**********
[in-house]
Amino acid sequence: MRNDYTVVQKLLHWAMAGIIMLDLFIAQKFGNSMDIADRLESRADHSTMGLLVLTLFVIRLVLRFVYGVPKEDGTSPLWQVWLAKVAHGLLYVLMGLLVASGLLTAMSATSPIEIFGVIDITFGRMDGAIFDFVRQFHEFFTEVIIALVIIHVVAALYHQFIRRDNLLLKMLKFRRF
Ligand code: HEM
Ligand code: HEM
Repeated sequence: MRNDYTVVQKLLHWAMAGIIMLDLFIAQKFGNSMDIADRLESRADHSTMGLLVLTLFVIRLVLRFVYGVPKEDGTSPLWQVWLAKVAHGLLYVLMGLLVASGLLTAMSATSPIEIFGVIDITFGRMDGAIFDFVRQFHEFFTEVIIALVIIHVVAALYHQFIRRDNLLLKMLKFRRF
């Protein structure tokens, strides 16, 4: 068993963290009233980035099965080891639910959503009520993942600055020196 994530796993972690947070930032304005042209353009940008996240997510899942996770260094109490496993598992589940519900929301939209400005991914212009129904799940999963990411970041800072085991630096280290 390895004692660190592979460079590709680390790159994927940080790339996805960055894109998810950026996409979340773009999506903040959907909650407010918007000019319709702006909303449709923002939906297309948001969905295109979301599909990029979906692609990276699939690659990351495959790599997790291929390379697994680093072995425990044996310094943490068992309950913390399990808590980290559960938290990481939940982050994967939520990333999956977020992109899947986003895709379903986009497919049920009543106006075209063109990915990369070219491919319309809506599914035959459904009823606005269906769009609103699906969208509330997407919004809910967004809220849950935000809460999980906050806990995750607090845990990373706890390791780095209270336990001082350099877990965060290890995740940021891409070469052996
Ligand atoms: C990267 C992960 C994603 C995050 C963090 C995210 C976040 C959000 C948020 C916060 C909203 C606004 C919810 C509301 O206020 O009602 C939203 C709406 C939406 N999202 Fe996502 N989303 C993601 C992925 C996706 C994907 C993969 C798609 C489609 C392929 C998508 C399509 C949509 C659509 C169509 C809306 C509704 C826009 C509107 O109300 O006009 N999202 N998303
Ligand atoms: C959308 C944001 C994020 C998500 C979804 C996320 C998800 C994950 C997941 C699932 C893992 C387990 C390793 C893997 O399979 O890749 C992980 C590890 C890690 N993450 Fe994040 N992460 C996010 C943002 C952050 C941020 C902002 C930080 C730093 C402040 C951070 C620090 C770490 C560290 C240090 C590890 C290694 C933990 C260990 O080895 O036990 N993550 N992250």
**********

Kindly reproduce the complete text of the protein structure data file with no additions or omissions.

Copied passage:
[in-house]
Amino acid sequence: MRNDYTVVQKLLHWAMAGIIMLDLFIAQKFGNSMDIADRLESRADHSTMGLLVLTLFVIRLVLRFVYGVPKEDGTSPLWQVWLAKVAHGLLYVLMGLLVASGLLTAMSATSPIEIFGVIDITFGRMDGAIFDFVRQFHEFFTEVIIALVIIHVVAALYHQFIRRDNLLLKMLKFRRF
Ligand code: HEM
Ligand code: HEM
Repeated sequence: MRNDYTVVQKLLHWAMAGIIMLDLFIAQKFGNSMDIADRLESRADHSTMGLLVLTLFVIRLVLRFVYGVPKEDGTSPLWQVWLAKVAHGLLYVLMGLLVASGLLTAMSATSPIEIFGVIDITFGRMDGAIFDFVRQFHEFFTEVIIALVIIHVVAALYHQFIRRDNLLLKMLKFRRF
């Protein structure tokens, strides 16, 4: 068993963290009233980035099965080891639910959503009520993942600055020196 994530796993972690947070930032304005042209353009940008996240997510899942996770260094109490496993598992589940519900929301939209400005991914212009129904799940999963990411970041800072085991630096280290 390895004692660190592979460079590709680390790159994927940080790339996805960055894109998810950026996409979340773009999506903040959907909650407010918007000019319709702006909303449709923002939906297309948001969905295109979301599909990029979906692609990276699939690659990351495959790599997790291929390379697994680093072995425990044996310094943490068992309950913390399990808590980290559960938290990481939940982050994967939520990333999956977020992109899947986003895709379903986009497919049920009543106006075209063109990915990369070219491919319309809506599914035959459904009823606005269906769009609103699906969208509330997407919004809910967004809220849950935000809460999980906050806990995750607090845990990373706890390791780095209270336990001082350099877990965060290890995740940021891409070469052996
Ligand atoms: C990267 C992960 C994603 C995050 C963090 C995210 C976040 C959000 C948020 C916060 C909203 C606004 C919810 C509301 O206020 O009602 C939203 C709406 C939406 N999202 Fe996502 N989303 C993601 C992925 C996706 C994907 C993969 C798609 C489609 C392929 C998508 C399509 C949509 C659509 C169509 C809306 C509704 C826009 C509107 O109300 O006009 N999202 N998303
Ligand atoms: C959308 C944001 C994020 C998500 C979804 C996320 C998800 C994950 C997941 C699932 C893992 C387990 C390793 C893997 O399979 O890749 C992980 C590890 C890690 N993450 Fe994040 N992460 C996010 C943002 C952050 C941020 C902002 C930080 C730093 C402040 C951070 C620090 C770490 C560290 C240090 C590890 C290694 C933990 C260990 O080895 O036990 N993550 N992250």